Pulmonary Procedures |

Tunneled Indwelling Pleural Catheters (TIPC) for Refractory Pleural Effusions in Patients With Solid Organ Transplant FREE TO VIEW

Joseph Skalski, MD; Fabien Maldonado, MD
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Mayo Clinic, Rochester, MN

Chest. 2015;148(4_MeetingAbstracts):795A. doi:10.1378/chest.2277888
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SESSION TITLE: Interventional Pulmonary

SESSION TYPE: Original Investigation Slide

PRESENTED ON: Sunday, October 25, 2015 at 04:30 PM - 05:30 PM

PURPOSE: The use of tunneled indwelling pleural catheters (TIPC) for symptomatic management of refractory pleural effusions continues to rise. Pleural space infections occur in 5% of patients with TIPC for malignant pleural effusions, and this risk is likely higher in patients receiving immunosuppressive therapy which is often considered a relative contraindication to TIPC placement. The use of TIPCs for refractory pleural effusions in solid organ transplant recipients, a population typically maintained on high levels of immunosuppression, has not been reported.

METHODS: Electronic records were retrospectively reviewed to identify all patients at our institution with solid organ transplant who subsequently underwent TIPC placement between 1/1/2005 and 12/31/2014. In each patient meeting inclusion criteria, a detailed chart abstraction was performed to identify indication for catheter placement, duration of TIPC, immunosuppressive medication regimen, and TIPC related complications including infection or death.

RESULTS: A total of 19 patients were identified, with the following solid organ transplants: kidney (n=12), liver (n=4), heart (n=4), and lung (n=1) with some patients having several organ transplants. TIPC was placed for malignant pleural effusion in 26% (5/19) with the remainder placed for non-malignant indications such as congestive heart failure or hepatic hydrothorax. Patients were taking a mean of 2.4 different immunosuppressive agents at the time of their TIPC placement, and the two most commonly used agents were tacrolimus (n=13) and mycophenolate (n=13). The TIPC remained in place for a median of 95 days (interquartile range 58-241 days). The most common reasons for removal were patient death (n=9) and autopleurodesis (n=8). Two out of the 19 patients developed pleural space infection; both requiring hospitalization. In both cases, the patients were successfully treated with IV and oral antibiotics and did not require thoracic surgical intervention or removal of the TIPC. There were no deaths due to TIPC complication.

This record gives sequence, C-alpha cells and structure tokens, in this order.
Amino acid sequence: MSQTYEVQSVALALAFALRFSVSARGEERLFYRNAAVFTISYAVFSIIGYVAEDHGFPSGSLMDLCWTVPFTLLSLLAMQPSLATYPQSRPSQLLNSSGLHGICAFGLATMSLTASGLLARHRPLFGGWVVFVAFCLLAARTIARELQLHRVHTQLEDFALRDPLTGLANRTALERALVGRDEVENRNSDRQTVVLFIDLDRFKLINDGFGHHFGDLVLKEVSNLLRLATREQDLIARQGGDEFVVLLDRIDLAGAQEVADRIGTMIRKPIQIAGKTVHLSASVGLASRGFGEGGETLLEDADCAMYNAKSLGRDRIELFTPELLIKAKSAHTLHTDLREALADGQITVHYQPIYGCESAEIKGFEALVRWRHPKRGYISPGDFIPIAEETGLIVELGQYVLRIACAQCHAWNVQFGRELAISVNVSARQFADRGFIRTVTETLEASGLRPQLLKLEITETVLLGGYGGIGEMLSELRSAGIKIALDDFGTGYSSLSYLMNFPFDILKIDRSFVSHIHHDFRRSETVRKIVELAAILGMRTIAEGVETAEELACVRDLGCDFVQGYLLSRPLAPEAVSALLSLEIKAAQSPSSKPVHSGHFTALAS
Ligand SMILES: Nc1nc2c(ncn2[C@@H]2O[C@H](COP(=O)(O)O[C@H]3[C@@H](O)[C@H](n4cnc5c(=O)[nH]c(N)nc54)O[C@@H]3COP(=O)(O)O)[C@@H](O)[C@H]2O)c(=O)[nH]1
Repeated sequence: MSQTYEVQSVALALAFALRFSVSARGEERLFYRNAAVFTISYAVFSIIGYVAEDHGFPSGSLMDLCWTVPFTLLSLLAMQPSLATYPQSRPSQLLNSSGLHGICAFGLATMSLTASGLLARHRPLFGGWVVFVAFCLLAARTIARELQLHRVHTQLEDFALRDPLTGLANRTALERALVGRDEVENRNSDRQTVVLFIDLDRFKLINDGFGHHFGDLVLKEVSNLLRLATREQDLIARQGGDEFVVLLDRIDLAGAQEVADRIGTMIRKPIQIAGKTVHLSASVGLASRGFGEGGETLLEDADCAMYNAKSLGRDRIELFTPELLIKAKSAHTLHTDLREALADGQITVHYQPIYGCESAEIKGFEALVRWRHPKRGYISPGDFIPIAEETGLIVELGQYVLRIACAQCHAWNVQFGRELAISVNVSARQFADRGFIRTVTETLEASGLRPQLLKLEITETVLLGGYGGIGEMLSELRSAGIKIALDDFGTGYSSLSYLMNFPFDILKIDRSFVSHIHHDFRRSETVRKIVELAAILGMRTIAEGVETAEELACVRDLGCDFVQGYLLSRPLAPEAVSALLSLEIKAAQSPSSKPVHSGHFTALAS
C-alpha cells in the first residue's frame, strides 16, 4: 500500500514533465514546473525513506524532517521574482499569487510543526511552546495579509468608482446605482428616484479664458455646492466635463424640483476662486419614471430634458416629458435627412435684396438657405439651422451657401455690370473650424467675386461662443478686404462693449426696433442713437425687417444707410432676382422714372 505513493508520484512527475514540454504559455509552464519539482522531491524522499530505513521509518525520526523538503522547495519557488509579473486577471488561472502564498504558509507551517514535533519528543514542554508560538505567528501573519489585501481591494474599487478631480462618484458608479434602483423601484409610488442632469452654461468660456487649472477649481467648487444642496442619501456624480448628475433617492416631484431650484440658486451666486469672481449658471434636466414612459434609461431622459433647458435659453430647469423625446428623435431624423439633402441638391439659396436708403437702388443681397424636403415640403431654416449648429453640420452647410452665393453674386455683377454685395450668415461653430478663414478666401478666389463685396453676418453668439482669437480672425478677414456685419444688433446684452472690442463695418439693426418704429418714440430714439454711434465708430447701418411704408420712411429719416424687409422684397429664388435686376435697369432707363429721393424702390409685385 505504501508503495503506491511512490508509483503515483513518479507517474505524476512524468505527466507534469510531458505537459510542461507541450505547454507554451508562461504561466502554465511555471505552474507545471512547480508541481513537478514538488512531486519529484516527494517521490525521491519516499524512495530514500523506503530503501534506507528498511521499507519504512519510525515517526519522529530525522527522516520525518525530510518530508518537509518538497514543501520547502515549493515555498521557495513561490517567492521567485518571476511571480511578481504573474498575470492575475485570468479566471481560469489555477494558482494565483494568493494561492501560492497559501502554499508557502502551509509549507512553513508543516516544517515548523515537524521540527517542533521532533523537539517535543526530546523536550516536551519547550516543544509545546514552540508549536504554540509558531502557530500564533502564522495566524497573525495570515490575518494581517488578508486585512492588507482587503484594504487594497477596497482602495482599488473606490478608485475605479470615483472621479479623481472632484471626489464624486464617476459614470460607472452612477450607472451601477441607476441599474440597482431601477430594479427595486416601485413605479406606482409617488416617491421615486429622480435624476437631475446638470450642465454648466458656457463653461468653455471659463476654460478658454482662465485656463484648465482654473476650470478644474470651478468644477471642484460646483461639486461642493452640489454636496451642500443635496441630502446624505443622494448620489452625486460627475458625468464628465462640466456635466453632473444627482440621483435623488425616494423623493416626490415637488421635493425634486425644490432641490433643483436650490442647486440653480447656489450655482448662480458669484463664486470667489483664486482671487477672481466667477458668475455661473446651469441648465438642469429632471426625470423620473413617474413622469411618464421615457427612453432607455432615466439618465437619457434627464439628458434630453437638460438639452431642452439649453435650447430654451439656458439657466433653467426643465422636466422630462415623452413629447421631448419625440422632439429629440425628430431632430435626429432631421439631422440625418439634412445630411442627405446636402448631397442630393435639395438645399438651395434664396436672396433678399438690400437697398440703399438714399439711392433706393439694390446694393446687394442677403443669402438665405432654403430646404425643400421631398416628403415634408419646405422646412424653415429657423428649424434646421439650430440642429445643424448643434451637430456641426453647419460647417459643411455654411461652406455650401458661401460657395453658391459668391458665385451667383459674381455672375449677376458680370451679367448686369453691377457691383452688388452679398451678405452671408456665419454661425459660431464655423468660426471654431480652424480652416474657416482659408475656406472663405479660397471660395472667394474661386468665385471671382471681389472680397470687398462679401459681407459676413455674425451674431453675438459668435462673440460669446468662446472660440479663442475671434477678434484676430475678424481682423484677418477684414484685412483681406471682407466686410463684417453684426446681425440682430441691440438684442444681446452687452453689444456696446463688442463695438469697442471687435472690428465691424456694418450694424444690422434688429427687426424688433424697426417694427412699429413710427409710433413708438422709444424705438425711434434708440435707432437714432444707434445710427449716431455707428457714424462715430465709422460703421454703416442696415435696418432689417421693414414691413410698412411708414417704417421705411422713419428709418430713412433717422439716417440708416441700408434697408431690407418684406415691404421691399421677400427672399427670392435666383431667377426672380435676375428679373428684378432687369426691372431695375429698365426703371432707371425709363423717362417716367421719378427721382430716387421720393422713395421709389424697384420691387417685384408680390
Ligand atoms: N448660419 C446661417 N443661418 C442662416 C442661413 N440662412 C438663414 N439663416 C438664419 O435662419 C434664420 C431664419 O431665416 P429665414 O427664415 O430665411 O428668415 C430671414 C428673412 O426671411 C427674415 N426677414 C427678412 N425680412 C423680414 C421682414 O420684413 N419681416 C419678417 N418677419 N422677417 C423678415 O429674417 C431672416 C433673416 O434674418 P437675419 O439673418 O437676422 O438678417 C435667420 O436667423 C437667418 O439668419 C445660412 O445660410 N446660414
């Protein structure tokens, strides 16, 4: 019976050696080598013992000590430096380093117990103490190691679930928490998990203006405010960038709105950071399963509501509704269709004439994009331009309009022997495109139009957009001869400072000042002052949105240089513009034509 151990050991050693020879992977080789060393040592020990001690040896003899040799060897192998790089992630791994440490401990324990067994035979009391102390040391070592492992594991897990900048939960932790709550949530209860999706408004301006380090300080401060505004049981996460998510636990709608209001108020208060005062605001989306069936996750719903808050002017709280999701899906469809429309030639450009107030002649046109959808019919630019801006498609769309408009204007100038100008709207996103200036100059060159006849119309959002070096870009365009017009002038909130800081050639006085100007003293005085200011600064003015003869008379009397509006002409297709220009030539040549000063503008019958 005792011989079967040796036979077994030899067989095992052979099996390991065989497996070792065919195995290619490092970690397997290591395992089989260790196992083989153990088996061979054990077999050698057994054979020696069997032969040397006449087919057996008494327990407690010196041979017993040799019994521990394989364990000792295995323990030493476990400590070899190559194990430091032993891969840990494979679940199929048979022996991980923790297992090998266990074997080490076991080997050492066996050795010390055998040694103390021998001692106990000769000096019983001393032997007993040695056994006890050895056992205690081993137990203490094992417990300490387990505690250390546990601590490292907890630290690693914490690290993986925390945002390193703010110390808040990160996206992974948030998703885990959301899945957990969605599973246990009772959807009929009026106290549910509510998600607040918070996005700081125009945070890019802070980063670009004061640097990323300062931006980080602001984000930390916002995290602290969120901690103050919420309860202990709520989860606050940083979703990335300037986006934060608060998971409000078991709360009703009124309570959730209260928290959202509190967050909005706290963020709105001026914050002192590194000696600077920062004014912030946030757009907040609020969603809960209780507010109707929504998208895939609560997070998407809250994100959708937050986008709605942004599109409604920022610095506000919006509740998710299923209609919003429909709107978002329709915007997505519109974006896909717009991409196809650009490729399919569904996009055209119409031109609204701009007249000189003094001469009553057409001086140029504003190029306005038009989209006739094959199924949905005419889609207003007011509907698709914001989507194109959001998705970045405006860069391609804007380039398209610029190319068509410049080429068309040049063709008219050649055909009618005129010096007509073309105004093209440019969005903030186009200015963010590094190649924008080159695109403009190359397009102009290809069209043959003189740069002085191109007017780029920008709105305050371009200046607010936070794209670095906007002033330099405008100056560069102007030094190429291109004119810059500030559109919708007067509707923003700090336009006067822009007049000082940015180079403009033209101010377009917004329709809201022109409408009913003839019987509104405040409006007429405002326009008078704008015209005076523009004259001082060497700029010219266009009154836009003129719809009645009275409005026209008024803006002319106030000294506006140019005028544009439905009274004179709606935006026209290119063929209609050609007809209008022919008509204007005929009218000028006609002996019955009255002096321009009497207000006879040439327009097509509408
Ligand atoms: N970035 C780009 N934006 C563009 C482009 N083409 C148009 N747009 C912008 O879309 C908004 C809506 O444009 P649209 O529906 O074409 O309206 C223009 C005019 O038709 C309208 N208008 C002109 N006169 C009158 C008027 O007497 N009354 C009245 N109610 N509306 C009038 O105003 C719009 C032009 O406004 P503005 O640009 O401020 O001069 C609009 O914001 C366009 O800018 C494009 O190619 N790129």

CONCLUSIONS: In this series of patients with solid organ transplantation who underwent TIPC implantation, we report an 11% rate of major infectious complication with no fatal complications.

CLINICAL IMPLICATIONS: Placement of TIPC may be an option for patients with prior solid organ transplant who develop refractory pleural effusions. The benefit to the patient must be weighed against the risk of infection.

DISCLOSURE: The following authors have nothing to disclose: Joseph Skalski, Fabien Maldonado

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